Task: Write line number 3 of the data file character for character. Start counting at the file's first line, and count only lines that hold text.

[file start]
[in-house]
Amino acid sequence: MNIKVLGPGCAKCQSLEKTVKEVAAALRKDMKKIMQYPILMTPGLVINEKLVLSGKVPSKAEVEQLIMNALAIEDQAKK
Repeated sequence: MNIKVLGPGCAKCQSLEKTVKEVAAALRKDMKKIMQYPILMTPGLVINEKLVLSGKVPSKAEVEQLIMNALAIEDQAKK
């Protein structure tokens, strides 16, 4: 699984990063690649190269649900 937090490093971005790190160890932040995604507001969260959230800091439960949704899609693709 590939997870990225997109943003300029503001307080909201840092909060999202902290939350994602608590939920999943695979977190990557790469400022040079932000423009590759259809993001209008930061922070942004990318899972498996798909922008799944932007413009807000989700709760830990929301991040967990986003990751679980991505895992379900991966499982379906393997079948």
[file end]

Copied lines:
Repeated sequence: MNIKVLGPGCAKCQSLEKTVKEVAAALRKDMKKIMQYPILMTPGLVINEKLVLSGKVPSKAEVEQLIMNALAIEDQAKK